Dayville, Ore. — A group of students from Medford were a big part in helping everyone see the 2017 Great American Solar Eclipse Monday morning. North Medford High School students made up one of 55 teams across the country working with NASA to live stream the big event.
“We got up at five,” North Medford Senior Sam Leach said. “I’m a little tired, but everyone’s really excited.”
He and his classmates had been waiting for Monday, August 21, 2017 for nearly two years.
“We came up here, and we knew exactly what we needed to do, and we set it up,” Leach said. “And we were actually a little early for most things.”
The team has been working with NASA to capture the total solar eclipse on video and in photographs. At 10:16 in the morning they succeeded.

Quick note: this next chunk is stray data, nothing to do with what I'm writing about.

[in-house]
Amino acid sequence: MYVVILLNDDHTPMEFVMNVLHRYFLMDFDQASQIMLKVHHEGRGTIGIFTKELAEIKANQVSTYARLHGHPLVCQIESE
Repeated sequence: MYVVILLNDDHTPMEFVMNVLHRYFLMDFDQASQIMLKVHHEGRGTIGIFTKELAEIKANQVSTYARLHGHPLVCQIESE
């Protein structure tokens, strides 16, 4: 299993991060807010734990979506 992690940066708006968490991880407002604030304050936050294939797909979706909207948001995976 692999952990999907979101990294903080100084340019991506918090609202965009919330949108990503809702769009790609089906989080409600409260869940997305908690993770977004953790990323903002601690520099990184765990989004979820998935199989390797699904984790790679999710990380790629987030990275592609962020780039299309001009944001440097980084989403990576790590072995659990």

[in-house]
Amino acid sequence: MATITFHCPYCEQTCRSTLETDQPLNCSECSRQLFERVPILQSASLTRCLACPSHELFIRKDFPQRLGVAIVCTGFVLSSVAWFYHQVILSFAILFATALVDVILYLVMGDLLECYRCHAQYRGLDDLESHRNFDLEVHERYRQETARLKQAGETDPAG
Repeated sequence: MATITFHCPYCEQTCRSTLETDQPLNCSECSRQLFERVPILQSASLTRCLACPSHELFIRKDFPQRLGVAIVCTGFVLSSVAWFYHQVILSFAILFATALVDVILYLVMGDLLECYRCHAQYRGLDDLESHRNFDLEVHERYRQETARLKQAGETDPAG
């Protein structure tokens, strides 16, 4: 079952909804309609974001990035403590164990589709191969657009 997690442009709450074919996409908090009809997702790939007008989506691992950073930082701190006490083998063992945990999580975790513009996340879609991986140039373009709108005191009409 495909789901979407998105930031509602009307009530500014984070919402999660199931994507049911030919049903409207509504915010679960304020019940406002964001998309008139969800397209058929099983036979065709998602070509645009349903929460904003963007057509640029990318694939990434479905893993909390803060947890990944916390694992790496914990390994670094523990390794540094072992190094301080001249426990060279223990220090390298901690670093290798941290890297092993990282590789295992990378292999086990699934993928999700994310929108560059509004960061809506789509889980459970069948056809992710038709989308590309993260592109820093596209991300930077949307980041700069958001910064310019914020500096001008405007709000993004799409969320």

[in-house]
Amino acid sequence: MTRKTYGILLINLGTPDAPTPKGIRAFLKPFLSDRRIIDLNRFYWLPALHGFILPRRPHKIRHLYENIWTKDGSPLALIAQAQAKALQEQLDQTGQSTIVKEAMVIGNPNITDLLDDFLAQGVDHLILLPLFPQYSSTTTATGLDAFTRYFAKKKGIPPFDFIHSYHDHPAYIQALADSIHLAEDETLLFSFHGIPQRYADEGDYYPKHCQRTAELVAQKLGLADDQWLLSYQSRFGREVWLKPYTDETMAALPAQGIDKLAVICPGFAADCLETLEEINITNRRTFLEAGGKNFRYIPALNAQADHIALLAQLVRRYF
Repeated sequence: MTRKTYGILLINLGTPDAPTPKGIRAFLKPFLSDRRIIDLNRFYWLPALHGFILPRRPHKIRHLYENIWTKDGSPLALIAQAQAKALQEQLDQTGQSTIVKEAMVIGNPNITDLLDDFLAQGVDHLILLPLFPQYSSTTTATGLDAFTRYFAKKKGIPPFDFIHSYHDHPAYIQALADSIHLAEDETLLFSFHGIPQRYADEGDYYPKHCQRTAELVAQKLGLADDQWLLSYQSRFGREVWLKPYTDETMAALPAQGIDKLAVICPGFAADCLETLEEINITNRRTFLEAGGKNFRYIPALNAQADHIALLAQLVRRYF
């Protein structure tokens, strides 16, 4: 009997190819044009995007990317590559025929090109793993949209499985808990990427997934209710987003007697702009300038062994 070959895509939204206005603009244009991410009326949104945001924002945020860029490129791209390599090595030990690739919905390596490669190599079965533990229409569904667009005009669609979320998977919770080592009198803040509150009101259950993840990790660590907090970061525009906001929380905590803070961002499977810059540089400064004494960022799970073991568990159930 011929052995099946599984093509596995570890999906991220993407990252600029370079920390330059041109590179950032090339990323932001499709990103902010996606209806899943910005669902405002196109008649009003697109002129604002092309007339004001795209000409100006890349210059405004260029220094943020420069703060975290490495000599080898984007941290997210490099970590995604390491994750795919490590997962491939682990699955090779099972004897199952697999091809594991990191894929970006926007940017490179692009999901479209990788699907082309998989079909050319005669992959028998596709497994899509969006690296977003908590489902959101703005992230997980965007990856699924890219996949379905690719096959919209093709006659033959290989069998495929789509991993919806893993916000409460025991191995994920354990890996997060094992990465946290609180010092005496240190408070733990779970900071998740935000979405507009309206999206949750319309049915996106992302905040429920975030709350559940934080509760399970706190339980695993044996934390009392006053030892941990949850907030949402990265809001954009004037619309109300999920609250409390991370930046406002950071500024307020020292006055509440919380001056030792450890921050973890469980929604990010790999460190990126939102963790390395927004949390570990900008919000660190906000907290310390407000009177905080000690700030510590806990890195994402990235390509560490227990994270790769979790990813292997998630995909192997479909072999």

“It’s been amazing, seeing the eclipse, and knowing that we were getting actually, you know, photographs of it 100,000 feet up,” Leach said.
The team launched two balloons into space over Dayville, Oregon. In the air, the payloads were able to help NASA live stream the eclipse as it happened over the West Coast. But it wasn’t all work and no play.
“We had a little down time to, you know, look at the moon as it’s passing over the sun,” Leach said.
Leach said the experience was very educational, but also pretty awesome.
“I’ve got some bragging rights, you know, I’ve worked with NASA and I’m 17 years old, “Leach said.
Those bragging rights weren’t his motivation. Leach said it all comes down to sharing this once in a lifetime experience.
“A lot of people couldn’t make it up to the path of totality, and you know, it can make people’s day when we show them our pictures, so that’s what I’m really excited about,” Leach said.
For some of the students, this will be part of their senior project.